Krista Pacion has long been attracted to Democratic politics, dreaming about her own seat in the Legislature or Congress some day.
She was first inspired as a Casa Grande high school senior by her government teacher who also happened to be then-Mayor Bob Mitchell. She filled out her first voter registration application even before she turned 18 to be sure she could take part in the next election. She’s getting married next month to a man she met as a volunteer for Howard Dean’s 2004 presidential campaign.
But Pacion had only the vaguest idea of what it’s like to run for office. Fundraising, voter polls, dealing with the media — all were still a big mystery to her.
So the last six months have been eye-opening as Pacion and eight other women learned about election campaign building blocks through a program called Emerge Arizona. The training came from experts with day-to-day experience, including state lawmakers and some of Gov. Janet Napolitano’s closest advisers.
On Wednesday night, the governor finished their instruction with a "graduation" speech in downtown Phoenix.
"The political world isn’t as diverse as it could be," said Pacion, 29, a technical writer for Scottsdale-based Web site provider GoDaddy.com. "So seeing women in that role is good motivation and inspiration for women like me who have a goal of running for office and want to get more involved. We see it in action, so we know that it works."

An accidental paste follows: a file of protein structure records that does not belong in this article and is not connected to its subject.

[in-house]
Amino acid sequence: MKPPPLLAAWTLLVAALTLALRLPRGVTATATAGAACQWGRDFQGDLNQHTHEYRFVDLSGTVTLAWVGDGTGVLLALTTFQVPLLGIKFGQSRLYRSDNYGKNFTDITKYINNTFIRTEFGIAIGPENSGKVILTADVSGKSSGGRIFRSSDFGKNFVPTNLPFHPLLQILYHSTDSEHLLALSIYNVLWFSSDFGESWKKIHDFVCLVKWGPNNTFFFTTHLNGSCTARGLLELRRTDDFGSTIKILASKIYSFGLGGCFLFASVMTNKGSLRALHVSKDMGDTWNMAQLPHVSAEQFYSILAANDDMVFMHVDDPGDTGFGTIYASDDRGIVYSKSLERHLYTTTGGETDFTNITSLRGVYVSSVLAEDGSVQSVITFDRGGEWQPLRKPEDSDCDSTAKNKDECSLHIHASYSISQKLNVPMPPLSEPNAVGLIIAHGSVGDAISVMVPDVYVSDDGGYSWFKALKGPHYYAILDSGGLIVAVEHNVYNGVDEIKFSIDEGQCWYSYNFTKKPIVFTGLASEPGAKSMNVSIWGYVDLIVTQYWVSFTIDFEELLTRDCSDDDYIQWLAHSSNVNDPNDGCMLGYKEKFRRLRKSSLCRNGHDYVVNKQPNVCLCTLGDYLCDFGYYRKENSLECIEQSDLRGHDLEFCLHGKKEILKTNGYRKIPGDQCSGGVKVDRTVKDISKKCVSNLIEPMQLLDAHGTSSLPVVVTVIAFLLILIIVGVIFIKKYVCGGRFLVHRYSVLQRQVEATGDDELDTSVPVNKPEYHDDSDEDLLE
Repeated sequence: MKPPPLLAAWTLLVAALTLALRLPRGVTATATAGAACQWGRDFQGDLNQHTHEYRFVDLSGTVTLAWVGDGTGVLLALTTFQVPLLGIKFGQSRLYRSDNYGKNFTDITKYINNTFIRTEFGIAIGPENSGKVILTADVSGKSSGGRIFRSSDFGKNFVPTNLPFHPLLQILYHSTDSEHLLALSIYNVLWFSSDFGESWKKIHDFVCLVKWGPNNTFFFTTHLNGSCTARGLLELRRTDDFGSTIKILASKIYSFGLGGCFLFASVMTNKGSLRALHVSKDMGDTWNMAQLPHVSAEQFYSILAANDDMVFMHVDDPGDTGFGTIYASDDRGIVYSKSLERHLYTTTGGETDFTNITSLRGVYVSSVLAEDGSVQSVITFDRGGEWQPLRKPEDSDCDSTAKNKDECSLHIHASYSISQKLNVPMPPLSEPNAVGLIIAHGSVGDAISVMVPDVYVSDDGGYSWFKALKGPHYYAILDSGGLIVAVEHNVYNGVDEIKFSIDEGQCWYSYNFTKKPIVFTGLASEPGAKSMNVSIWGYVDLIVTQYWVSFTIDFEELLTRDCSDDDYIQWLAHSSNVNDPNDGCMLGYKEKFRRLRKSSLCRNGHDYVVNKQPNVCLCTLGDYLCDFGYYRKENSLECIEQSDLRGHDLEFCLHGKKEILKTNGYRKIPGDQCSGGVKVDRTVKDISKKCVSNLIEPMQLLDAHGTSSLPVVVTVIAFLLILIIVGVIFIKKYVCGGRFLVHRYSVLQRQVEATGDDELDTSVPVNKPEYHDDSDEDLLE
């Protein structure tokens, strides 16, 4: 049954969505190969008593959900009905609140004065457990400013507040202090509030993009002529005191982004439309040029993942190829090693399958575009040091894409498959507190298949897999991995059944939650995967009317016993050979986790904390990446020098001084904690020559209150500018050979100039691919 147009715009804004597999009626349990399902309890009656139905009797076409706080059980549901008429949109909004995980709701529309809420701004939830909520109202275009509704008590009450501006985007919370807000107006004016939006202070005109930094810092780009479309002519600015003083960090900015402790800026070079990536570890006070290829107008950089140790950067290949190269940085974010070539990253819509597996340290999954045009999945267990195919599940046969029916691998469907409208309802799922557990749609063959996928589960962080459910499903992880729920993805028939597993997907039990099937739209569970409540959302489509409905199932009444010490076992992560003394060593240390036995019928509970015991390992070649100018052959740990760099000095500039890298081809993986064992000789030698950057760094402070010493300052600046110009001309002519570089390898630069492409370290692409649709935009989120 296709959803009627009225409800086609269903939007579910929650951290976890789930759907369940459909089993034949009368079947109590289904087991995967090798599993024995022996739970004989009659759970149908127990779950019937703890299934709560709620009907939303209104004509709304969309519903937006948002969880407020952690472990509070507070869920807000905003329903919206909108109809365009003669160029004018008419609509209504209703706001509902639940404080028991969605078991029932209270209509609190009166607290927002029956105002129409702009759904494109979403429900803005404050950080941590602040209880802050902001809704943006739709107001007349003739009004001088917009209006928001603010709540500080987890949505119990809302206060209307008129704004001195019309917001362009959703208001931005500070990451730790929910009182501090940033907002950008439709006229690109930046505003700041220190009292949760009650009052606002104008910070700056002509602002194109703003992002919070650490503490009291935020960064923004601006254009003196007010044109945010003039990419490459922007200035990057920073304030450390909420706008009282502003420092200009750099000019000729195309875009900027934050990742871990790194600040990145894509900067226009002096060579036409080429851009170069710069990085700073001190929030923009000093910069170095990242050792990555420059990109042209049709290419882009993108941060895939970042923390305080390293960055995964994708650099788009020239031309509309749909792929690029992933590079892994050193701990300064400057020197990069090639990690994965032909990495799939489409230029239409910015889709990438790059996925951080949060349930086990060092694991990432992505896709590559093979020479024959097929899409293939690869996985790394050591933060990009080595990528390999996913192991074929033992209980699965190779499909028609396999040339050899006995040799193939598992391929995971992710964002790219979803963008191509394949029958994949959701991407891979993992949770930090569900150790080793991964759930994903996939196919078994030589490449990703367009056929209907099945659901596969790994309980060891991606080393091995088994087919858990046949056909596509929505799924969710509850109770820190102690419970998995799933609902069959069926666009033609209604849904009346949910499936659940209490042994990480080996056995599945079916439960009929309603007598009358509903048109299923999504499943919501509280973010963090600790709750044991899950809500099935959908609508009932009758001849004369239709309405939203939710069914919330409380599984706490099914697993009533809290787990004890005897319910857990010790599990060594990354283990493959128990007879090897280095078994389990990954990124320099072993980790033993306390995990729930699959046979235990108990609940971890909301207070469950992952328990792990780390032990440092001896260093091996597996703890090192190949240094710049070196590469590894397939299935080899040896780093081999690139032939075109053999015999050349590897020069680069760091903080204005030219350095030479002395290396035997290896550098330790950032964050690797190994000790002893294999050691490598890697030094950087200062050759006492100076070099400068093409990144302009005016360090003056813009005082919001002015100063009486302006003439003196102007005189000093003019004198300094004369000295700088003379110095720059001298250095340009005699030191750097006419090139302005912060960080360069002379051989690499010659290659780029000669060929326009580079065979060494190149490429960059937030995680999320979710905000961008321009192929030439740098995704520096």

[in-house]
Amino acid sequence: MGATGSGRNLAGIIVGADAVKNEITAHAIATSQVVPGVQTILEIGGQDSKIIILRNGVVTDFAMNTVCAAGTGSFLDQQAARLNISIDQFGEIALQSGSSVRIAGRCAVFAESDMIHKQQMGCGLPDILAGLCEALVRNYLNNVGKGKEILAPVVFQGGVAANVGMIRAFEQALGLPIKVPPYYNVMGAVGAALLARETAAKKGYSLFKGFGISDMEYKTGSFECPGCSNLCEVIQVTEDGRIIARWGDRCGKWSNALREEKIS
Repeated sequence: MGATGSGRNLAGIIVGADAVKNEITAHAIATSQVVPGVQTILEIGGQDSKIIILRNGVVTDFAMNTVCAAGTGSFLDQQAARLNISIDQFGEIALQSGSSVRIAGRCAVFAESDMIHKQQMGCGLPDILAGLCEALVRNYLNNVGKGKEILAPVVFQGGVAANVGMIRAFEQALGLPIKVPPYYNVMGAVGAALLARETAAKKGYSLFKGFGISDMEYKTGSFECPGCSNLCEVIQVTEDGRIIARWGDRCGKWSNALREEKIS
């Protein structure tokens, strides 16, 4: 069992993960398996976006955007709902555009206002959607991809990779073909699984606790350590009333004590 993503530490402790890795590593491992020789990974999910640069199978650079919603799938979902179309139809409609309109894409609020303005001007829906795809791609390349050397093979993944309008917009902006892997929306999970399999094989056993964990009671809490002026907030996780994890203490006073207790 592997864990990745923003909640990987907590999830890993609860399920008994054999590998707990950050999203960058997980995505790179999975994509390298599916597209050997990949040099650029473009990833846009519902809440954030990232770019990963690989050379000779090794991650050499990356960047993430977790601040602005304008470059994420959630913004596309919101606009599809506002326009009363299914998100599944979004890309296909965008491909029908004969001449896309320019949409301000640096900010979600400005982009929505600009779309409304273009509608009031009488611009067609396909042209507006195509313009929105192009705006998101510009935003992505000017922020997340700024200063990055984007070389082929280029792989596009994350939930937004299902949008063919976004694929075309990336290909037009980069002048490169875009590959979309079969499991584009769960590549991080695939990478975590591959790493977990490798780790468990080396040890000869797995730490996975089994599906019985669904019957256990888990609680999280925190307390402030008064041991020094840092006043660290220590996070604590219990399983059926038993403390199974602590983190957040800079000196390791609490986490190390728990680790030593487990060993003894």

Started three years in San Francisco, Emerge was created by Rep. Nancy Pelosi, DCalif., the House minority leader, to encourage more women to become party leaders and to seek office. Napolitano and other Arizona Democrats quickly saw potential in Pelosi’s idea and created their own version.
The focus of women leaders helping other women was key for Michelle Pulich Stewart, 33, a physical geography instructor at Mesa Community College.
Stewart said she has been a political activist since an early age. But she only recently took an interest in possibly seeking elected office after watching Republicans in Arizona and other states pursue what she considers some "outlandish" ideas.
So Emerge Arizona came along at the perfect time for Stewart to explore her opportunities as a Tempe resident. "Really, we’re all qualified to run if we care about the place that we’re in and want to make a difference," Stewart said. "But I didn’t know much about the actual strategy and how go through running a campaign."
The political training required the nine women to meet monthly. They studied everything from how to hire political consultants to the necessity of constantly repeating key phrases and messages in order to reach voters.